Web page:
Lawmakers introduce safeguard for families of the fallen during government shutdowns

Matt Saintsing
January 30, 2019 - 1:38 pm

DoD photo by Lisa Ferdinando

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A bipartisan duo of lawmakers introduced a bill on Wednesday that would make sure families of service members killed on duty will still see survivor’s benefits, even if the government shuts down again. 

Reps. Tulsi Gabbard (D-Hawaii) and Mark Green (R-Tenn.) introduced The Protecting Gold Star Spouses Act on Wednesday. It would allow immediate relatives of US service members—also known as Gold Star families—to continue receiving survivor benefits payments from the federal government, even if the government shuts down again. 

“Our veterans put their lives on the line for our country, with some paying the ultimate price, and their families sacrifice greatly,” Gabbard said in a statement. “It’s a slap in the face to use our veterans and their families as political pawns.”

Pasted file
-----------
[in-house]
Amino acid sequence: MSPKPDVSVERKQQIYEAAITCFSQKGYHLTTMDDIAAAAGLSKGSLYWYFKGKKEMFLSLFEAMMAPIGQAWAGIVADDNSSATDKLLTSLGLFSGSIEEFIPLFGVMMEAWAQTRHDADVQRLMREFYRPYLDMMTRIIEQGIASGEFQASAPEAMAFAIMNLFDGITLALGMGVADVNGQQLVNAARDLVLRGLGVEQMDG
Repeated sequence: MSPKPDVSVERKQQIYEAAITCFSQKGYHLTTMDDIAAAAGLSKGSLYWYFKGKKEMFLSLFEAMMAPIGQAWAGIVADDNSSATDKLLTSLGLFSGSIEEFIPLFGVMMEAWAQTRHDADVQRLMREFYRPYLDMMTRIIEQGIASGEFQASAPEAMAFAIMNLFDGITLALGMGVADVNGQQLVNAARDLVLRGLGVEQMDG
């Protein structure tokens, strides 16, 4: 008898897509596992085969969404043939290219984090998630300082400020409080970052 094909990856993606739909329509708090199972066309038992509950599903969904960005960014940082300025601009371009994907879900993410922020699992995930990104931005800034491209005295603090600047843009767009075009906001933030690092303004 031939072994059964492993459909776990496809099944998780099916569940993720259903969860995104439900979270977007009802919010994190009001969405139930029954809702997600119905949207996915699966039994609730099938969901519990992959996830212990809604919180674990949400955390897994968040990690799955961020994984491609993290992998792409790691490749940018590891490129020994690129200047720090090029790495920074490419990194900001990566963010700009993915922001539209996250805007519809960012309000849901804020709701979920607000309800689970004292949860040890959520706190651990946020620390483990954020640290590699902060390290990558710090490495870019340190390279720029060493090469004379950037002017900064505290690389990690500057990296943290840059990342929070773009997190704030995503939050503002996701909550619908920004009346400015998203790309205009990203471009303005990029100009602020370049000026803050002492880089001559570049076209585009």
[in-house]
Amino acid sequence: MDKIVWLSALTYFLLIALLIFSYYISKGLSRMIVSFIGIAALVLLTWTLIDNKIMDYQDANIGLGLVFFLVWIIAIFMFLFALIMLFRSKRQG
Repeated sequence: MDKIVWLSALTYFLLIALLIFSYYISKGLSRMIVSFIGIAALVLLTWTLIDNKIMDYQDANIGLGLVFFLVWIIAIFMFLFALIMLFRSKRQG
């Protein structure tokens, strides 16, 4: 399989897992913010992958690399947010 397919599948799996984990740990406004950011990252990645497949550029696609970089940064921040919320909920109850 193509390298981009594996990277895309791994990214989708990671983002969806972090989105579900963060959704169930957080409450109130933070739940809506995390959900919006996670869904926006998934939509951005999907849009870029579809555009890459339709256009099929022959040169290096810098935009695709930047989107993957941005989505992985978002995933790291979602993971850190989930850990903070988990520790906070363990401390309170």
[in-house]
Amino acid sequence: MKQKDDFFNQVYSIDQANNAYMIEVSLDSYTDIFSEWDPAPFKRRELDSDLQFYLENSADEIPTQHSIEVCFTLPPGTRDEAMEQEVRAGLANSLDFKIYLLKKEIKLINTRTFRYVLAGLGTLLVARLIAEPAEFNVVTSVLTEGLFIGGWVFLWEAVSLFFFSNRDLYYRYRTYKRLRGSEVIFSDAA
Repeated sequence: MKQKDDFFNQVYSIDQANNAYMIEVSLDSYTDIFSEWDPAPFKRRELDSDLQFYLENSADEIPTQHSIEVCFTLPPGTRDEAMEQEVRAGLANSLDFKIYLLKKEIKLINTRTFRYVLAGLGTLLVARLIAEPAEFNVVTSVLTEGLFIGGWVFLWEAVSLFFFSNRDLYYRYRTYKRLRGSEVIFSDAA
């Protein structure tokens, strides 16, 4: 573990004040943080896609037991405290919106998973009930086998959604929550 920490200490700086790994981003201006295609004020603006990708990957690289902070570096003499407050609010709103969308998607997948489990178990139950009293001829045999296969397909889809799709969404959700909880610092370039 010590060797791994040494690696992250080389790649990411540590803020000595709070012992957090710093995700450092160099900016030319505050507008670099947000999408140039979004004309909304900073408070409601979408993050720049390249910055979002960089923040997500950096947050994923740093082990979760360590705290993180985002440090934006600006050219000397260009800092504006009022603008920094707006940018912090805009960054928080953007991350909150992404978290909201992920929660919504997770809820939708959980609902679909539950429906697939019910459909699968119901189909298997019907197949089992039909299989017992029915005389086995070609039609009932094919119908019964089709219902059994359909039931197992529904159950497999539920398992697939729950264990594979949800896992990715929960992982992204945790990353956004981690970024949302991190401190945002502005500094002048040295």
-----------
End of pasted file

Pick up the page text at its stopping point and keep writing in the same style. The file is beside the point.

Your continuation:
“Gold Star families have suffered enough—they don’t need to be used as political pawns during games of partisan brinkmanship,” added Green. “As a military veteran, I know many Gold Star families that have overcome devastating loss and adversity. The last thing they need is to worry whether or not they will receive their next check.” 

Gabbard who currently serves in the Hawaii Army National Guard deployed once to Iraq, while Green—a former Army officer—deployed to both Iraq and Afghanistan.  

The last government shutdown lasted 35 days, the longest in America's history. Effects were felt by eight federal agencies, one of which was the Department of Homeland Security. CNN reported that since Homeland Security wasn't funded, the sea service was unable to provide death benefits for Coast Guard families. 

Congress approved a continuing resolution keeping the government open until Feb. 15. This legislation for Gold Star Families may end up solely symbolic since it’s unlikely that the bill will sail through both the House and the Senate and be signed by the president before the February deadline. 

If signed into law, however, the bill would ensure that no survivor’s benefits payment will ever be missed. 

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